Multiline carriers nabbed the two top spots in a recent customer satisfaction survey of life insurers.
The “J.D. Power 2016 Life Insurance Study,” released today, ranks State Farm and Nationwide as, respectively, the No. 1 and No. 2 carriers in customer satisfaction. State Farm received an “Overall Customer Satisfaction Index Score” of 828, with Nationwide trailing at 806, on a 1,000-point scale.
The study examines the “needs and expectations” of life insurance customers, and explores how the insurance carriers can improve “customer satisfaction and advocacy.” Now in its third year, the report measures individual life insurance customer satisfaction with their insurer based on performance in four factors (in order of importance):
- Policy offerings;
- Annual statement and billing; and
The report is a sequel to a 2014 J.D. Power study, which concluded that individual customers of life insurers are “the least satisfied customers” of all insurance and financial service providers benchmarked by the market research firm.
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“This disparity provides life insurance carriers with an opportunity to make process improvements that better reflect the preferences of current customers and encourage life policy shoppers to consider and ultimately select their brand,” J.D. Power states in a summary of its 2016 study. The report adds that, since 2014, carriers have intensified efforts to fufill expectations of existing customers and attract new ones.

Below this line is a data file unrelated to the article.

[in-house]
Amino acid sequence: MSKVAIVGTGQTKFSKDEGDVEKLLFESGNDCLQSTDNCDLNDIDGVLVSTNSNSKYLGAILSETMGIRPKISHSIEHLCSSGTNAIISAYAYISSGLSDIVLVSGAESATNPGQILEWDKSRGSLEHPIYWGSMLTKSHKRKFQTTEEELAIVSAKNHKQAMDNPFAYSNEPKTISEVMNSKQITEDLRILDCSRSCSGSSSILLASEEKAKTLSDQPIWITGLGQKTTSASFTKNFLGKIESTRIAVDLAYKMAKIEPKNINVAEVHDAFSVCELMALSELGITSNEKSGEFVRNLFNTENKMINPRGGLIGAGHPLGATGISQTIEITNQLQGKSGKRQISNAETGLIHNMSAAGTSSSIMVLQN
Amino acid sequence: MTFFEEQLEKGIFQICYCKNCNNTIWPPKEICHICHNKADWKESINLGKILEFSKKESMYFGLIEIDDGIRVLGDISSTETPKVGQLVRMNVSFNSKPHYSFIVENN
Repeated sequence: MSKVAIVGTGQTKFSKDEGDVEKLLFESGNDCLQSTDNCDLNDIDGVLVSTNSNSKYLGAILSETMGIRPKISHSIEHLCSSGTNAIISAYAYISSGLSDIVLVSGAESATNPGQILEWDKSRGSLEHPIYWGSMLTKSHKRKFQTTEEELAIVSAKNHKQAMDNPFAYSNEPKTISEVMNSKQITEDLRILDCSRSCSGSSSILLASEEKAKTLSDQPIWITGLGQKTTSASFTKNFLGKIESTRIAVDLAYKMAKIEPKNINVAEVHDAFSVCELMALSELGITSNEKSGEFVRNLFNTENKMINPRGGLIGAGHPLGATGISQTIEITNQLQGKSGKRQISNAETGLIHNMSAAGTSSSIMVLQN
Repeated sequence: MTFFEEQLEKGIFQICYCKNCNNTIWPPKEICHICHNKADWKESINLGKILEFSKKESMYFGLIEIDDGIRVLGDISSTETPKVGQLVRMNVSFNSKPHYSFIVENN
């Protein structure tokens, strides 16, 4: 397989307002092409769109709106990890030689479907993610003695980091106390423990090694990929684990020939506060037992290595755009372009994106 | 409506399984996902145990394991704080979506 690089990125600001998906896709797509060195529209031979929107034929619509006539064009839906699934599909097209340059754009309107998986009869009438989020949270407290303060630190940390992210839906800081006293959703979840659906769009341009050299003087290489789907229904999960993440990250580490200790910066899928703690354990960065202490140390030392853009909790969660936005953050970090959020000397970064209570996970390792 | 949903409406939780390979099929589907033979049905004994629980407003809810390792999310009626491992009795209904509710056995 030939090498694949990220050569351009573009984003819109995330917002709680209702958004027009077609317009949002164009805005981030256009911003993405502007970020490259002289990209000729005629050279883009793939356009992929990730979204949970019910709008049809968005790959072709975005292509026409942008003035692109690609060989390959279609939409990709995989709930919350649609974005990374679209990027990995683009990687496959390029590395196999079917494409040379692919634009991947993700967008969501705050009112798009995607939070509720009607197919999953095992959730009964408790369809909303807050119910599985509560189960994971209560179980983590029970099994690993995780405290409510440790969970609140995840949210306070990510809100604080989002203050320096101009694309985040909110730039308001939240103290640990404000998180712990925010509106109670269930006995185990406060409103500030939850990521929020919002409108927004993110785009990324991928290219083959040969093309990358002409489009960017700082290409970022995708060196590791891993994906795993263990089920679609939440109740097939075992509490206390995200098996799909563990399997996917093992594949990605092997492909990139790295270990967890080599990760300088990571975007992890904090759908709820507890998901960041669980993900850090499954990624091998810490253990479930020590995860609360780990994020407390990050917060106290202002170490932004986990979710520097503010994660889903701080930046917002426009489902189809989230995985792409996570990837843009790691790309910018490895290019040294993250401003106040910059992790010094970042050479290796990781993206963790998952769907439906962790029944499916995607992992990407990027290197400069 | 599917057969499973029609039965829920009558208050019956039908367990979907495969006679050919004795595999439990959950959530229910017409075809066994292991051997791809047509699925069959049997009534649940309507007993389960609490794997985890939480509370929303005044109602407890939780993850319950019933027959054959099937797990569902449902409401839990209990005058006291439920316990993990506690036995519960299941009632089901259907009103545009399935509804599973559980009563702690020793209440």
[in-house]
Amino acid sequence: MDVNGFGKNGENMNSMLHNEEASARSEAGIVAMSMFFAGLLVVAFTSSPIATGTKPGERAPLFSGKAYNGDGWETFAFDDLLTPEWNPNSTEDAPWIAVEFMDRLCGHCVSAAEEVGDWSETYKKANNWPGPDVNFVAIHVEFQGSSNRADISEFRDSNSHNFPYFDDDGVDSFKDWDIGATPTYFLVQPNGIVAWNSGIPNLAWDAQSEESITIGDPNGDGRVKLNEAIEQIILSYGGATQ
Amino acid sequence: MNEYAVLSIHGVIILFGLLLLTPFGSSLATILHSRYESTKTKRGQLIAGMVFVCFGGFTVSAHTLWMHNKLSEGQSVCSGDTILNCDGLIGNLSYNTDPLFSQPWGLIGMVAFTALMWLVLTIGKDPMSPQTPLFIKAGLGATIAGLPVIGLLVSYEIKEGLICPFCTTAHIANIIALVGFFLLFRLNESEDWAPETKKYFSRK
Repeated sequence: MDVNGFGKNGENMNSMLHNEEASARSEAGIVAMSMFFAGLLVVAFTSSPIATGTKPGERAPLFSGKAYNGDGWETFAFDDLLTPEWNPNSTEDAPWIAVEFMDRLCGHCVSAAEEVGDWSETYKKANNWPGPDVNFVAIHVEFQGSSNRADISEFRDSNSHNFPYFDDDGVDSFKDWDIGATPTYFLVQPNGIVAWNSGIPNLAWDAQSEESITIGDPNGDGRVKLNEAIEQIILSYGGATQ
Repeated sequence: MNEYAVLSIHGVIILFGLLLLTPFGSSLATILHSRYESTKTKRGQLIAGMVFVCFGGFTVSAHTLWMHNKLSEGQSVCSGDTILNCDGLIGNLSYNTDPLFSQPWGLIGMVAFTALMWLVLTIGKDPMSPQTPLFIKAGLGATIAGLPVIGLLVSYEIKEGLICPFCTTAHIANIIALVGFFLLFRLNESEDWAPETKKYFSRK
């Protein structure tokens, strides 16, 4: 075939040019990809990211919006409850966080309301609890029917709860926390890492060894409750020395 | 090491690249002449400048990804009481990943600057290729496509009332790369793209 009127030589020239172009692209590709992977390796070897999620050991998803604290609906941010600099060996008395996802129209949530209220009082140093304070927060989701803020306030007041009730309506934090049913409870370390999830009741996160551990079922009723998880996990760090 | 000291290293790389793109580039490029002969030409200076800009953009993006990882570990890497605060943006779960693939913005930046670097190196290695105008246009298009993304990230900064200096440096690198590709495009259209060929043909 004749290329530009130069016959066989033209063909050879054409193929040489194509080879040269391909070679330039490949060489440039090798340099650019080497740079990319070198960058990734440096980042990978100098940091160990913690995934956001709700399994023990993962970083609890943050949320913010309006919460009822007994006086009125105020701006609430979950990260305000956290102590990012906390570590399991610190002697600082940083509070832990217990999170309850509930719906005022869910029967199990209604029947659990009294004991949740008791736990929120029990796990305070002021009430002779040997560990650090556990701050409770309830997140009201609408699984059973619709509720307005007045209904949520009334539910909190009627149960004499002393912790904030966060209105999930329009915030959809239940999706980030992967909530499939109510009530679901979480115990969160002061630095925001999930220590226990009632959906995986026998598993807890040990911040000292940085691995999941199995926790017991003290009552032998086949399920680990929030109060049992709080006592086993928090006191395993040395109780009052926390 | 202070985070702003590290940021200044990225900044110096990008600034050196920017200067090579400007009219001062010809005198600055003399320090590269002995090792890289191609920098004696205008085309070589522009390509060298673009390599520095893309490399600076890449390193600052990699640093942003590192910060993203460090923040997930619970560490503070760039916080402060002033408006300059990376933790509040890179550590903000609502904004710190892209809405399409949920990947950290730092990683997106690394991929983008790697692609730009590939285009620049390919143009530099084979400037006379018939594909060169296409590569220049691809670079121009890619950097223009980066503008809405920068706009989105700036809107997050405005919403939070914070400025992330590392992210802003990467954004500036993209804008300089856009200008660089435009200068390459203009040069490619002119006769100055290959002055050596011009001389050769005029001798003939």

In the aggregate, gains have been modest: life insurers’ overall score on J.D. Power’s 1,000-point scale rose one point between 2015 and 2016. However, customer satisfaction with their “interactions” with life insurers’ jumped 31 points year-over-year to 839.
J.D. Power credits the increase to improvements in the insurers’ digital channels. More than a quarter (27 percent) of customers now communicate with their insurer via digital channels, up from 21 percent from 2015.
The upward trend is most pronounced among baby boomers: One-third (33 percent) of them have submitted an application for life insurance online. That compares to only a quarter of Gen Y applicants.
For both demographic groups, most applications are still done the old-fashioned way: Sixty percent of millennials and 43 percent of boomers have submitted an application in-person.
“Life insurers are trying to compete in a stagnant pricing market by focusing on communicating with their customers,” said J.D. Power Vice President of U.S. Insurance Operations Greg Hoeg in a press statement. “They’re getting more engaged, which is much to the delight of their customers.”
“The challenge for insurers is to understand what, and how often, to communicate,” he added. “It’s not as easy as assuming the younger generations want to be self-sufficient and only use digital channels or that older generations only want to communicate by talking with another person.”